Development challenges created by Tauranga's tighter streetscapes and shrinking section sizes are being investigated in a special rules review by the city council.
The review of the infrastructure development code aimed to avoid unusual sights like the so-called wonky footpath at The Lakes.
"The problem is getting everything to fit in smaller spaces," Tauranga Property Developers Forum chairman Jeff Fletcher said.
He said the forum was being consulted on the challenges of smaller streetscapes and more intensive development and wanted to come up with workable solutions for everyone.
The review had moved to dealing with future issues linked to a tighter urban environment and he envisaged the work would be finished within 12 months.
City Transformation Committee chairman councillor Larry Baldock said smaller road berms and narrower sections meant the review of the development code would include the rule of one street tree fronting each lot.
He said it was creating difficulties for infrastructure and difficulties with the species of tree being chosen to plant in berms.
"There is almost a bow wave of costs going forward."
A bus trip by councillors earlier this year looked at some inappropriate planting of trees in growth areas like Papamoa, Pyes Pa and Bethlehem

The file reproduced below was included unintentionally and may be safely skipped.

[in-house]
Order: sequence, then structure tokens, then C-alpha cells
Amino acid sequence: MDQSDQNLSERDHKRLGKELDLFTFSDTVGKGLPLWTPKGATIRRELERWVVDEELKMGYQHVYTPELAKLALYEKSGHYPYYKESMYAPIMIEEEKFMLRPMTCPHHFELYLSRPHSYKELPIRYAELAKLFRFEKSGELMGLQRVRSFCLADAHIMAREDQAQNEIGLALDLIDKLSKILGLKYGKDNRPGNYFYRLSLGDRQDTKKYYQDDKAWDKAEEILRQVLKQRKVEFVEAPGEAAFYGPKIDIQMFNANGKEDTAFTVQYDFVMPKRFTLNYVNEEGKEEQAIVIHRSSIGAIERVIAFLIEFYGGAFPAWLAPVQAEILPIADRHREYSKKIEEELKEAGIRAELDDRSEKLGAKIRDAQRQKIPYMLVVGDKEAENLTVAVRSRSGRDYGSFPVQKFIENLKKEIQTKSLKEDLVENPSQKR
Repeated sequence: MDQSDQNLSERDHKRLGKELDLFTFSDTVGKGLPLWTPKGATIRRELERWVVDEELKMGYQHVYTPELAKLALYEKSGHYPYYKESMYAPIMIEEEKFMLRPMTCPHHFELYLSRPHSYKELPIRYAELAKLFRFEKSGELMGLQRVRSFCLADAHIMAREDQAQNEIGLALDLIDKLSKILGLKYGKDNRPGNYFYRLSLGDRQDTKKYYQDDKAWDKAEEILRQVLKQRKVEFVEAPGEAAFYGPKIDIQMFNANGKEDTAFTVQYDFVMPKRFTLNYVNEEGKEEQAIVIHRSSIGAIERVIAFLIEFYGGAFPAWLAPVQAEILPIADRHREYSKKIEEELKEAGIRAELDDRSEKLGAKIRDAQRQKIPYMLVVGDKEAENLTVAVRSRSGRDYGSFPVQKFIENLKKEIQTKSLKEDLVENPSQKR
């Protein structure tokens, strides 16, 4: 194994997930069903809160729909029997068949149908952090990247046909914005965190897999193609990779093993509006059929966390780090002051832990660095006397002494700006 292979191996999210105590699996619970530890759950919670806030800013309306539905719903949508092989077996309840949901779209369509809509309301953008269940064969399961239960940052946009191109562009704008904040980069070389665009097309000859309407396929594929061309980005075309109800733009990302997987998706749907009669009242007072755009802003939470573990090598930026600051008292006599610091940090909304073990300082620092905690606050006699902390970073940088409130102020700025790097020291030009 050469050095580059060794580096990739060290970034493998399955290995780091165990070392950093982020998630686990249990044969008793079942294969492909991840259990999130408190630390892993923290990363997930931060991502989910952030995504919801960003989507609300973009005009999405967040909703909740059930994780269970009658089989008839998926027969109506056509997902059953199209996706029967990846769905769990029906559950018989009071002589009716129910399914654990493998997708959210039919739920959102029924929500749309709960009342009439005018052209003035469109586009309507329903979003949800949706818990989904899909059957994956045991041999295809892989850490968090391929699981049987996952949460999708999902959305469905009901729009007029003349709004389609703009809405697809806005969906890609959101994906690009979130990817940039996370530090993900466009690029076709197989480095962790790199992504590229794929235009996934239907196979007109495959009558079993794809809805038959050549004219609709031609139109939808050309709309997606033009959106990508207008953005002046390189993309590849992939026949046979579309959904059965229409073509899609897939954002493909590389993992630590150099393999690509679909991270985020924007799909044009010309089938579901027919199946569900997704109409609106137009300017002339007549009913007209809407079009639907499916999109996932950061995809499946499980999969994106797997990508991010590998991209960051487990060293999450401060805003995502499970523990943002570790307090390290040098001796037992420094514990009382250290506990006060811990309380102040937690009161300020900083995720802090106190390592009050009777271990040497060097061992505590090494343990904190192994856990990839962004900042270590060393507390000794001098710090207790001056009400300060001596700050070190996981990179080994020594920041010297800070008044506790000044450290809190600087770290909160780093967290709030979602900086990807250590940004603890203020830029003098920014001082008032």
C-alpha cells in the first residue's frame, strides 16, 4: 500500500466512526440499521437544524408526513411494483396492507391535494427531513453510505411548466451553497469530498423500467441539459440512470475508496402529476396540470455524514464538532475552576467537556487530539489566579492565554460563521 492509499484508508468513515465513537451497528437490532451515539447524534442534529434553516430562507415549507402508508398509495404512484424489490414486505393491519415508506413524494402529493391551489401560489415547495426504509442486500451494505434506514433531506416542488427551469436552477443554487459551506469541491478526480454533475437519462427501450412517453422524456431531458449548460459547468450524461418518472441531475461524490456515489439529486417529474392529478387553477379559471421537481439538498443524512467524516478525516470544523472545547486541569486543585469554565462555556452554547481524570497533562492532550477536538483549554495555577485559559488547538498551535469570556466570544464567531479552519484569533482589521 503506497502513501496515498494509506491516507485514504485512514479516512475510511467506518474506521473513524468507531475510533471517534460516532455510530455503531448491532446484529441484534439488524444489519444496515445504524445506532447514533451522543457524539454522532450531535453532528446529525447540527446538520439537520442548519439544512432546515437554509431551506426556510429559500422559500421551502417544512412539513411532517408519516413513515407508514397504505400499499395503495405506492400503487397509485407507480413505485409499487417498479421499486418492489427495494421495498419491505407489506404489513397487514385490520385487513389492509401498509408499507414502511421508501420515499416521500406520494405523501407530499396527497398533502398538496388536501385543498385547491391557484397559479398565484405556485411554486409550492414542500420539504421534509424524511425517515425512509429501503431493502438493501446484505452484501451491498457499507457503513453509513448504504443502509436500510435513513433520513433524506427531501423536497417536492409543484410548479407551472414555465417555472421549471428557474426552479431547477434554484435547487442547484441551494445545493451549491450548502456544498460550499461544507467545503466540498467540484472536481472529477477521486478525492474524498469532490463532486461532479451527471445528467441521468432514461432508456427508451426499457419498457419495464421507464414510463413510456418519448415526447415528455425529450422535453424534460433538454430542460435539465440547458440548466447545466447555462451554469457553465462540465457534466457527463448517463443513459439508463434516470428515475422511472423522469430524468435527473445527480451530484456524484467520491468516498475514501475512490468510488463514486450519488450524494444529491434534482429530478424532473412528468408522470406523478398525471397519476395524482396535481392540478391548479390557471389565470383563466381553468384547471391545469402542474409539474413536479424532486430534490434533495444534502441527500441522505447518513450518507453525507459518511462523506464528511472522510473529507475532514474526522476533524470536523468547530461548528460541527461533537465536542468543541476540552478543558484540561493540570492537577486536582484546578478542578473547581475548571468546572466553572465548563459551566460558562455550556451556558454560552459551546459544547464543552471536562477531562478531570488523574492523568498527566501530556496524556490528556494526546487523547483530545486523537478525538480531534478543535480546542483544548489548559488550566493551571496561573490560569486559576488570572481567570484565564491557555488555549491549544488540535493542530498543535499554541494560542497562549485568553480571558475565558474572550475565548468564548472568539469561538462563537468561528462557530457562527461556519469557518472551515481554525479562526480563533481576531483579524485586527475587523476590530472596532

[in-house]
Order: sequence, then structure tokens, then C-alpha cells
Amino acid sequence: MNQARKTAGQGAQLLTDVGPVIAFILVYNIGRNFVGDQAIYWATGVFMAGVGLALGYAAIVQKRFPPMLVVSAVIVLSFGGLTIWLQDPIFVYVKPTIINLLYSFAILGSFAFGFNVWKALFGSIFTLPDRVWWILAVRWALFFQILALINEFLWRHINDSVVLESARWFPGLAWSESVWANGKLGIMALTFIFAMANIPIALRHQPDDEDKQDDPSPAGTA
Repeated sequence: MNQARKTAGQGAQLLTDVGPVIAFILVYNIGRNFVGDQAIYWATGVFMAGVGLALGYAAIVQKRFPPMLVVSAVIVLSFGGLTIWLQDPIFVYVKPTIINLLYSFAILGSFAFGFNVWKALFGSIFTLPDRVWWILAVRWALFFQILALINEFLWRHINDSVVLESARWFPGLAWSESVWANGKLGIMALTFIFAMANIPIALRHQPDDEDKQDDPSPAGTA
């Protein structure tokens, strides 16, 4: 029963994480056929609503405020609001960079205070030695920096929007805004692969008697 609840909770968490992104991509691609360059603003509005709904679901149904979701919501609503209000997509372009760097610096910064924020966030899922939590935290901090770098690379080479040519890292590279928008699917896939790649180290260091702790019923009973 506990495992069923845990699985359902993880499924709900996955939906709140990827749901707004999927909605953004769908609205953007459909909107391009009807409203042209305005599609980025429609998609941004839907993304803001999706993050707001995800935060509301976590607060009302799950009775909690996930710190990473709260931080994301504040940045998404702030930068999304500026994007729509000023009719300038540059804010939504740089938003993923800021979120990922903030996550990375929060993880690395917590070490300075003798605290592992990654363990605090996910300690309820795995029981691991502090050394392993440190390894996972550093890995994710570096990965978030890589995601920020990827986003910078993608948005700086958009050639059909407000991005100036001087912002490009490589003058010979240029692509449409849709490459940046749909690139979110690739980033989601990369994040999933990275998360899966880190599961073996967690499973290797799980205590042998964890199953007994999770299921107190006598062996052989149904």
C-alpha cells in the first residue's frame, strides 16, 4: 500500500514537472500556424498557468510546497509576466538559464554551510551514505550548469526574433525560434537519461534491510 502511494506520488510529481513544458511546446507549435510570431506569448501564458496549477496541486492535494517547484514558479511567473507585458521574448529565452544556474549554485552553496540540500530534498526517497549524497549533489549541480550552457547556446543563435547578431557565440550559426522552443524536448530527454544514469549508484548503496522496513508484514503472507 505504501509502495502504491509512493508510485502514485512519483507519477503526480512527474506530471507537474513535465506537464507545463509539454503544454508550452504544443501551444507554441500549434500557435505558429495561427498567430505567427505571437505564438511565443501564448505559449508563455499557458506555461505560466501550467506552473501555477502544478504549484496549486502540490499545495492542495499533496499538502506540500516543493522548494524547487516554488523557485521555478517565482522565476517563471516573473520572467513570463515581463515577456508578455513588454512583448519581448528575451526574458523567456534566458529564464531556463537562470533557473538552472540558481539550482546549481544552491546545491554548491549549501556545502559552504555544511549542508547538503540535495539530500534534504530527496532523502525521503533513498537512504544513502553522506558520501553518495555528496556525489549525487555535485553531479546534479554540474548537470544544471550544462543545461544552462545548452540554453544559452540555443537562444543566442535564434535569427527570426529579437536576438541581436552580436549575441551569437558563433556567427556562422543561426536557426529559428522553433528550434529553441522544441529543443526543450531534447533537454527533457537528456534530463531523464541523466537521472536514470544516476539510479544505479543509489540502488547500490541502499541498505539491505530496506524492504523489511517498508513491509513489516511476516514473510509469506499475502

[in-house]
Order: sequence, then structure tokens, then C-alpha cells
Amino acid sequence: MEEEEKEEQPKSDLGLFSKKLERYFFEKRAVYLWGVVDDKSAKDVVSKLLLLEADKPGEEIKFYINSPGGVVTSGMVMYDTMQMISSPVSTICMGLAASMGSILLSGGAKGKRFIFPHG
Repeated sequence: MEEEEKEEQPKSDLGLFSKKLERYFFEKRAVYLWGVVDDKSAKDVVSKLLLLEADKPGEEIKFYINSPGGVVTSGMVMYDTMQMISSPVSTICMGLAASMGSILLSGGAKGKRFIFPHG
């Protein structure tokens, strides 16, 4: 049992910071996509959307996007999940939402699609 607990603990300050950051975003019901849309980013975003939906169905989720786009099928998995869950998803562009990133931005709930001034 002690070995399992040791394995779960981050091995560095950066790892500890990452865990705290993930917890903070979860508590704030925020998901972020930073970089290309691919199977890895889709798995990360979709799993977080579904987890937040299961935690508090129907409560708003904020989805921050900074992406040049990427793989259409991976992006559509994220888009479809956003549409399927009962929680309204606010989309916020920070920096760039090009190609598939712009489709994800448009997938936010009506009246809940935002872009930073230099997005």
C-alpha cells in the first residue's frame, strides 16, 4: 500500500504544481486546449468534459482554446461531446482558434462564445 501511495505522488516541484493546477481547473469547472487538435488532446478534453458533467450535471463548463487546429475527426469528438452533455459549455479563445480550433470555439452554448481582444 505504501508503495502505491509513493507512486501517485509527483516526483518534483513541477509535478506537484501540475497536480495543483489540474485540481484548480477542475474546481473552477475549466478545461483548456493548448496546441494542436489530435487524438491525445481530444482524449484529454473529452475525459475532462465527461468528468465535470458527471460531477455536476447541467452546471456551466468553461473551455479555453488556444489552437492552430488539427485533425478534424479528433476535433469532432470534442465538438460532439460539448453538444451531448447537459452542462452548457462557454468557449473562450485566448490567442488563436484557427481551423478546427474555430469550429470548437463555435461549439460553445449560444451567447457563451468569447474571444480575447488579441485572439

In one area of Papamoa, he saw pohutukawa trees planted on very skinny berms, sometimes in groups of two or three.
"You only have to think forward 10 years," Mr Baldock said.
"We don't want concrete laid over the top of services but as we get into a more compact city and smaller sections, we need to look at what we are inheriting from developers."
Mr Baldock said some of the code was pretty boring. It was the more touchy-feely stuff above the ground, like moving away from one tree per section frontage, that would be of community interest.
Boffa Miskell planning consultants partner Craig Batchelar said as intensification led to less outdoors space on sections, the streetscape became more important for the quality of the living environment.
Narrower streets meant they were no longer thoroughfares but designed for a mixture of cars and people.
"We are trying to make it tighter but not lose that environmental quality - that is how I see it."
Councillor Catherine Stewart said the bus tour highlighted the planting of inappropriate species, unhealthy specimens and too many trees.
Some well-established trees were already lifting footpaths in Bethlehem, and at The Lakes she saw how trees were creating visibility problems for drivers.
"There is a tsunami of problems heading our way - it's all over the place."
The callery pear trees accommodated by the wonky footpath at The Lakes would grow up to be quite big and she foresaw problems for traffic and pedestrians.
"They are a very pretty tree in the right place."